1H, 13C and 77Se NMR spectra were recorded on Bruker 200 and Bruker 600 spectrometers at ambient temperature. Chemical shifts are reported in δ values (parts per million) with respect to the resonances of tetramethylsilane for 1H and 13C and with respect to the line of Me2Se for the chemical shift of 77Se. In the last case, spectra were obtained using 1H–77Se HMBC unless otherwise stated. IR spectra were recorded on polyethylene pellets on a Nicolet 6700 FT-IR spectrometer with a resolution of 4 cm−1. Raman spectra were obtained with a Renishaw inVia spectrometer exciting at 785 nm, 30 mW, averaging 10 × 10 s scans. Low- and high-resolution electrospray spectral analyses were performed using Micromass GCT spectrometer and a Micromass Quattro Ultima for electron ionization spectra. In each case, the sample was introduced into the ionization chamber in a shortened borosilicate glass capillary on a probe rod. The samples were then heated and the temperature range that displayed the most intense parent ion peaks was used for spectral acquisition. A 70 eV electron stream ionized the sample and the positively charged ions were identified by a time-of-flight detector. A Cary 50 UV-vis spectrometer and its Cary Win-UV software package were used to acquire the spectra. Additional processing was carried out using the GramsAI suite (version 8.0). Melting points were measured on a Thomas-Hoover melting point apparatus and are reported uncorrected. Elemental analysis was performed by the Science Centre of London Metropolitan University, 29 Hornsey Road, London, UK, N7 7DD.

All single crystal X-ray diffraction samples were mounted with paratone oil at the tip of a glass fibre installed on a MiTeGen goniometer head, and kept under a cold stream of nitrogen while on the diffractometer. Data were collected at 100 K on a Bruker APEX2 diffractometer, using Mo Kα radiation (λ = 0.71073 Å) and outfitted with an Oxford cryostream low-temperature accessory. Ω and ϕ scans were collected in 0.5° steps with a crystal to detector distance of 4.954 cm. The preliminary unit cell parameters were determined using a minimum of 50 frames from three different orientations, and final cell refinement after integration in SAINT. Data were corrected for absorption and scaled using face-indices as well as redundant data in SADABS. Crystal structures were solved using SHELXL and most structures were refined by full-matrix least square of all F2 values with the WinGX package.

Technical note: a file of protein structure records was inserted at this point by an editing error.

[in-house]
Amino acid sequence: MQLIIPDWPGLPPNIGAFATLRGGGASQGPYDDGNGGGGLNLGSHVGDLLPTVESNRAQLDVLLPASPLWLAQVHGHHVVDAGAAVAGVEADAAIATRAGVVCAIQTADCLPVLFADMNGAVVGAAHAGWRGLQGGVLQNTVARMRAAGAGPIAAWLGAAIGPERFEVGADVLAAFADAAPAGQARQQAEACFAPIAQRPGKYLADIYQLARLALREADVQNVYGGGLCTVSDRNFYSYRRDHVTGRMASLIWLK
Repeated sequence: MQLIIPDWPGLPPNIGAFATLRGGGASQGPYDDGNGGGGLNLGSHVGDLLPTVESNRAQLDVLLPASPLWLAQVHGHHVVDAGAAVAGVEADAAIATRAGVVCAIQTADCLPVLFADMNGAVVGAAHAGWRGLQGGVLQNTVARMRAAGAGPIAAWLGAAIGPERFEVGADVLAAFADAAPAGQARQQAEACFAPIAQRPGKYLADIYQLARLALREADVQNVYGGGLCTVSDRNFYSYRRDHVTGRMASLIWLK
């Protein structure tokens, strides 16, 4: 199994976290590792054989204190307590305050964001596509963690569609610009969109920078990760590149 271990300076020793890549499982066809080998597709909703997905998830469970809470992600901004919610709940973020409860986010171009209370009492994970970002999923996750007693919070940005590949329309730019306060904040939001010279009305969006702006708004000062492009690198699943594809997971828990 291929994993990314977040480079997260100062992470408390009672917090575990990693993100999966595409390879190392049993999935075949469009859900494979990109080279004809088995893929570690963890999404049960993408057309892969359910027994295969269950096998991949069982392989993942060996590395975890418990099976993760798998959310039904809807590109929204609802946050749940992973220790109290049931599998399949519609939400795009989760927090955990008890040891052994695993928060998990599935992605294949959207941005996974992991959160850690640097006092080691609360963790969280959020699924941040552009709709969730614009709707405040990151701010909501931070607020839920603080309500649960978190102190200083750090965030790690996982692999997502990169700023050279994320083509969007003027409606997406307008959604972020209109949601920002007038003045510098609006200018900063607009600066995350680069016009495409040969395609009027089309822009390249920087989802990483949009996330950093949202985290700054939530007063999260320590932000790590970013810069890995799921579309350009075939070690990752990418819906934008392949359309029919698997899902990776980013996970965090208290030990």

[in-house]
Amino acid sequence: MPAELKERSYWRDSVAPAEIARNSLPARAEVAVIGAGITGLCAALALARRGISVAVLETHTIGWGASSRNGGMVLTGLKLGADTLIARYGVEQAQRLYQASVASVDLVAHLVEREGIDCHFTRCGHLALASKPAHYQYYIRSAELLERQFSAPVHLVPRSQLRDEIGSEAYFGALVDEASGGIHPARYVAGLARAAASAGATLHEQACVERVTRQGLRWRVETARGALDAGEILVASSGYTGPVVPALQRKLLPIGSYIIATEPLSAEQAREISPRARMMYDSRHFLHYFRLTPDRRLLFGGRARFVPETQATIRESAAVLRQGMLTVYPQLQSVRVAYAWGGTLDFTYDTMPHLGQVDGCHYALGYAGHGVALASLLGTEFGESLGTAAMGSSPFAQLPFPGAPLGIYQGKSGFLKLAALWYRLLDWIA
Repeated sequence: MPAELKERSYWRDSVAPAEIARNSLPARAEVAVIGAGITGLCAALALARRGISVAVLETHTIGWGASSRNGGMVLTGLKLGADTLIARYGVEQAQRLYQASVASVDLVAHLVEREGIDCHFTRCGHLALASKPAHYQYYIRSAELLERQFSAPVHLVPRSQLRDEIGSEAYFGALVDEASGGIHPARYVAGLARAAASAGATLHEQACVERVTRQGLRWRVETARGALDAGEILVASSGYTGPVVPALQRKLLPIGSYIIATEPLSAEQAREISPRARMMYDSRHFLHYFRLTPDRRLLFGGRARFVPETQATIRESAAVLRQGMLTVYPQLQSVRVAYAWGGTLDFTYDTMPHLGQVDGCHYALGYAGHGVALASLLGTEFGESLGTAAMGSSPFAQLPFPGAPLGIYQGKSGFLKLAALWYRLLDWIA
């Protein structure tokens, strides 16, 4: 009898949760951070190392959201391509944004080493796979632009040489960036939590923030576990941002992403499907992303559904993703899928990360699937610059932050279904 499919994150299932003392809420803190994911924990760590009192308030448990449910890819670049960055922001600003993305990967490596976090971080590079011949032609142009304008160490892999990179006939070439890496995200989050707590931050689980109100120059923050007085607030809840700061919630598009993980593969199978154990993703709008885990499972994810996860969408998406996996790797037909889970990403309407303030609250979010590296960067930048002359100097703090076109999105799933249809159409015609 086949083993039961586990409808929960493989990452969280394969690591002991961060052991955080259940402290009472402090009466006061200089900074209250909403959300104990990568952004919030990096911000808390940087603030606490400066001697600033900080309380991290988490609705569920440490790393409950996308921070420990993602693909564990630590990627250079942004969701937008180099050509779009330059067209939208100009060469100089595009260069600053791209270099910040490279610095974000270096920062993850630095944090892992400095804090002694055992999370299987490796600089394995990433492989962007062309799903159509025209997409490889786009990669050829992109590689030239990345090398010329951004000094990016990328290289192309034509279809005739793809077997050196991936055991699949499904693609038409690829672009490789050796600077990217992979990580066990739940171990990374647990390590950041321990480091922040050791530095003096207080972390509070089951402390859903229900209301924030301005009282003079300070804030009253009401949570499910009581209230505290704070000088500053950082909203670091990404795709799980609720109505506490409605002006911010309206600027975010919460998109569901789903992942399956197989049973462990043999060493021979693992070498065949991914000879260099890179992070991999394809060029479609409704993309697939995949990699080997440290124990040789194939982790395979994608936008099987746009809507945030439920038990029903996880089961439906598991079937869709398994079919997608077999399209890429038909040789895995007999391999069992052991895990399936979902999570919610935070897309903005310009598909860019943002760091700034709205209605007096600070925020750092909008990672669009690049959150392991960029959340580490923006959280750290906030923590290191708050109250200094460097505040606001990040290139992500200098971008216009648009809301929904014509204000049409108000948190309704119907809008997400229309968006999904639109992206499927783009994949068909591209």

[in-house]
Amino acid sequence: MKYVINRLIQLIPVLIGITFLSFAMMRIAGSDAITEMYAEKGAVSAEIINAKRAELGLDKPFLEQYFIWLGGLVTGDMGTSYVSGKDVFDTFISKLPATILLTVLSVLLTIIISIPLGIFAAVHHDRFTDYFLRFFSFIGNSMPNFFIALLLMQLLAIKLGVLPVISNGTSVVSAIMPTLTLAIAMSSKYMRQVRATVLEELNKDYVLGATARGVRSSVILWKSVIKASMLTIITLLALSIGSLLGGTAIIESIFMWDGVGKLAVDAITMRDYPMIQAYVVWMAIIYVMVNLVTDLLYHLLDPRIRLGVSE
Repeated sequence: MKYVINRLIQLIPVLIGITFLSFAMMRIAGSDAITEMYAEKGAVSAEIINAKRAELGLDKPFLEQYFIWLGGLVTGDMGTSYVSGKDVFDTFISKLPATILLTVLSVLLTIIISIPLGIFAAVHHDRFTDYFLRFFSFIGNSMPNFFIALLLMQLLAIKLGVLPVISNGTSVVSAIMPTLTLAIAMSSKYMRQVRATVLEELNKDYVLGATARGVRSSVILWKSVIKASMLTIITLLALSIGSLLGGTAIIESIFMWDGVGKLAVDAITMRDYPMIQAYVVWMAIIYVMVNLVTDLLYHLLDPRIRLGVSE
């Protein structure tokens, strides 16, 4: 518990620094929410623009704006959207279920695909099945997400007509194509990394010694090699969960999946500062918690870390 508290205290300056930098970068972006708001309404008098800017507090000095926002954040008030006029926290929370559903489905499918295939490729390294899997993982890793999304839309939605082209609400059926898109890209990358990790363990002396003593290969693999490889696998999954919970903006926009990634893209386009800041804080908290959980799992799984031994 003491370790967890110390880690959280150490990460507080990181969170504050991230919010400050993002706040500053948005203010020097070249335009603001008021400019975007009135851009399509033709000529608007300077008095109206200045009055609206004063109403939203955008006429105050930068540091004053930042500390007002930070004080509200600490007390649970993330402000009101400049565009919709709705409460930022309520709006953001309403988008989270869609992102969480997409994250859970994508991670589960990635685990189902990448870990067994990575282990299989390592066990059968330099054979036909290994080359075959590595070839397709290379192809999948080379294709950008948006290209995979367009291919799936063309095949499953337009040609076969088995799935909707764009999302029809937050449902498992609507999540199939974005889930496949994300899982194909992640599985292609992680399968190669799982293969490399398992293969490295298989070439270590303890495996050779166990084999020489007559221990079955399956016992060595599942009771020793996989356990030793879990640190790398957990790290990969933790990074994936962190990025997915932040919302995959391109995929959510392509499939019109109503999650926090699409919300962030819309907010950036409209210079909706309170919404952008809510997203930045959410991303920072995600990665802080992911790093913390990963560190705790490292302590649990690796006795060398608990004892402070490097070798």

(C6H4N2Se)[C6H4N(NCH3)Se]2[I]2 (4[5a]2[I]2). Benzo-2,1,3-selenadiazole (0.1 g, 0.547 mol) and neat iodomethane (0.35 mL, 0.602 mmol) were mixed with stirring under nitrogen. The mixture became purple and gave a microcrystalline red powder. Yield 60%. The product was washed with hexanes and dried under vacuum. Crystals suitable for single X-ray diffraction were grown by slow diffusion of the reagents dissolved in ethanol. 1H NMR (d6-DMSO, 600 MHz): δ 4.13 (s, 3H, CH3), 7.54, 7.82, 7.96 (m, 6H, Ar–CH) ppm. 13C NMR (d6-DMSO, 600 MHz): δ 159.74, 156.40, 150.62, 131.65, 126.43, 125.88, 116.91 (Ar–CH) 39.42 (CH3) ppm. 77Se NMR (d6-DMSO, 600 MHz): δ 1494.0 ([C6H4N(NCH3)image file: c5dt04314j-u1.tif]+), 1529.7 (C6H4N2image file: c5dt04314j-u2.tif) ppm. IR (cm−1): 3602 (m), 2854(b), 2341 (m), 2150 (vw), 2018 (w), 1982 (w), 1949 (w), 1812 (w), 1600 (w), 1529 (m), 1515 (m), 1464 (sh), 1134 (vw), 1044 (m), 905 (vw), 730 (sh) 720 (sh). Mp. 148–150 °C (d). E.A. % calcd for C20H18I2N6Se3: C 28.83, H 2.18, N 10.09, found C 28.72, H 2.09, N 9.98.